Top US general in Afghanistan relinquishes command | Asia News


Kenneth Mackenzie will assume authority from four-star General Scott Miller as the US ends its 20-year war in Afghanistan.

The top US general in Afghanistan relinquished command on Monday at an official ceremony in the capital, the latest symbolic gesture bringing America’s longest war nearer to its end.

At a time when the Taliban are making sweeping advances across the country, General Austin “Scott” Miller – the highest-ranked officer on the ground in Afghanistan – handed command to General Kenneth McKenzie, an AFP news agency correspondent at the Kabul ceremony reported.

Miller has been in Afghanistan since 2018, but in May was charged by commander-in-chief President Joe Biden with organising the final withdrawal of US troops, to be completed by the end of August.

Since May, most of the 2,500 American troops remaining at that time have left, and the US has also handed over to Afghan forces Bagram Air Base, from where coalition forces carried out operations against the Taliban and armed groups for the past two decades.

About 650 US service members are expected to be stationed in Kabul to guard Washington’s sprawling diplomatic compound, where Monday’s ceremony took place.

Top Afghan officials and military officers attended the ceremony inside the heavily fortified green zone.

President Joe Biden has reiterated that the US will remain engaged in Afghanistan with humanitarian assistance.

The US also is committed to spending $4.4bn annually to fund Afghanistan’s security forces until 2024.

Taliban gaining control

The handover took place in the heavily fortified Resolute Support headquarters in the heart of Kabul at a time of rapid territorial gains by Taliban fighters across Afghanistan.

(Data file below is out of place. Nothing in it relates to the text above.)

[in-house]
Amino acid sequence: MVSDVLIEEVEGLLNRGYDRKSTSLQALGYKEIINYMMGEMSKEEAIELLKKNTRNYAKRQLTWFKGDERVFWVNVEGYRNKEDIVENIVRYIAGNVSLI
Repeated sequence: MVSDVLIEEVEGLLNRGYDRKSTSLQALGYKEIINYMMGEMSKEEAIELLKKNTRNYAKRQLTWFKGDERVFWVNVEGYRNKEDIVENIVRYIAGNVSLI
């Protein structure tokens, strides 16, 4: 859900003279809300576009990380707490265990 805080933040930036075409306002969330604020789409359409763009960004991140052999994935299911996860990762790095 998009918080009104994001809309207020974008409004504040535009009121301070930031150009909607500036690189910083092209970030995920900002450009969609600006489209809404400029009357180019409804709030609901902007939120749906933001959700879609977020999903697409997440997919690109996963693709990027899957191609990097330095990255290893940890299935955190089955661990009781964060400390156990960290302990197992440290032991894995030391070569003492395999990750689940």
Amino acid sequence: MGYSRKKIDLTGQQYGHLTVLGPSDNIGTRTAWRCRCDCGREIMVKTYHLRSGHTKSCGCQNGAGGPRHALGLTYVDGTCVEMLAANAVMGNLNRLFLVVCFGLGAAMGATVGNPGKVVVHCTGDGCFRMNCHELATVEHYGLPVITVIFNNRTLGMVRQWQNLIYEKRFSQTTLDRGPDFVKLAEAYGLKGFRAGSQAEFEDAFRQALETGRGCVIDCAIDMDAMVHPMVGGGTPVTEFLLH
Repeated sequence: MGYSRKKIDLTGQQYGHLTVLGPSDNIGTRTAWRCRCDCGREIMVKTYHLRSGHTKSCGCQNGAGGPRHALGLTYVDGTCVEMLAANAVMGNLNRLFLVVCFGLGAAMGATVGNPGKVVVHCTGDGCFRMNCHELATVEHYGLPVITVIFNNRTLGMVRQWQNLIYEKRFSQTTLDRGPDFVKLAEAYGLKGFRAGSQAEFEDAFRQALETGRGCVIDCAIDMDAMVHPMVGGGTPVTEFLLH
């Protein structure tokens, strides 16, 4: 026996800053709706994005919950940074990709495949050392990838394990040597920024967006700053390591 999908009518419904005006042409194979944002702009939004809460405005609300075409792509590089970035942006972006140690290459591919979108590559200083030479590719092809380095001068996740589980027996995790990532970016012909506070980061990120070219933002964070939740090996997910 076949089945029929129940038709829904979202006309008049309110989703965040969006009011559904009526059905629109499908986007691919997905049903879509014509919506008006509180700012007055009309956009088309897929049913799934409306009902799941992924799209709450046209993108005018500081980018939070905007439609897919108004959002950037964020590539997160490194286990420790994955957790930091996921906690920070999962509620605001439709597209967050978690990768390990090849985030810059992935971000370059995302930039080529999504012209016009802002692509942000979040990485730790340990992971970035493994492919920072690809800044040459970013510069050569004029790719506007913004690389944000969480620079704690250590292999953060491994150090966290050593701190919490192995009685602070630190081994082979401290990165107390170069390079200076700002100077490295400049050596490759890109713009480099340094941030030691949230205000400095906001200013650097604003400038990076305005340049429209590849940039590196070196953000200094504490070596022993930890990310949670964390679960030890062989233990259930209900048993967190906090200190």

In a flag-passing ceremony, Miller remembered the US and NATO troops killed in the nearly 20-year war as well as the thousands of Afghans who lost their lives.

He warned that relentless violence across Afghanistan is making a political settlement increasingly difficult.

The outgoing commander said he has told Taliban officials “it’s important that the military sides set the conditions for a peaceful and political settlement in Afghanistan … But we know that with that violence, it would be very difficult to achieve a political settlement.”

The Afghanistan National Defense and Security Forces, mostly funded by the United States and NATO, have put up resistance in some parts of the country, but overwhelmingly Afghan government troops appear to have abandoned the fight.

In recent weeks, the Taliban have gained several strategic districts, particularly along the borders with Iran, Uzbekistan and Tajikistan.

Afghanistan’s National Security Adviser Hamdullah Mohib who attended the handover said the US and NATO withdrawal has left a vacuum that resulted in Afghanistan’s national security forces stranded on the battlefield without resupplies, sometimes running out of food and ammunition.

In comments after the ceremony, Mohib said the greatest effect of the withdrawal is a lack of aircraft to resupply troops.

Currently, the government is regrouping to retake strategic areas and defend its cities against Taliban advances.

The Taliban control more than one-third of Afghanistan’s 421 districts and district centres. A Taliban claim that they control 85 percent of the districts is widely seen as exaggerated.





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